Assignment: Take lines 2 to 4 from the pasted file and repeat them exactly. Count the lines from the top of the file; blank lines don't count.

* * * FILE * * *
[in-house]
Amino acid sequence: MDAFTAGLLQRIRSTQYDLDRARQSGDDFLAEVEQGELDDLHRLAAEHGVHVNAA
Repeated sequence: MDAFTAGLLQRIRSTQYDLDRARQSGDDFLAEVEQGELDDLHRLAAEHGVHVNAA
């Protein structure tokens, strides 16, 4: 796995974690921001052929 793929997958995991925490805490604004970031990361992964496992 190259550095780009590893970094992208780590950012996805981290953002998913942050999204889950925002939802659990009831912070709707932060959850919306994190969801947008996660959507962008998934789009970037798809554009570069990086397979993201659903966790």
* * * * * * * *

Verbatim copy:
Amino acid sequence: MDAFTAGLLQRIRSTQYDLDRARQSGDDFLAEVEQGELDDLHRLAAEHGVHVNAA
Repeated sequence: MDAFTAGLLQRIRSTQYDLDRARQSGDDFLAEVEQGELDDLHRLAAEHGVHVNAA
């Protein structure tokens, strides 16, 4: 796995974690921001052929 793929997958995991925490805490604004970031990361992964496992 190259550095780009590893970094992208780590950012996805981290953002998913942050999204889950925002939802659990009831912070709707932060959850919306994190969801947008996660959507962008998934789009970037798809554009570069990086397979993201659903966790």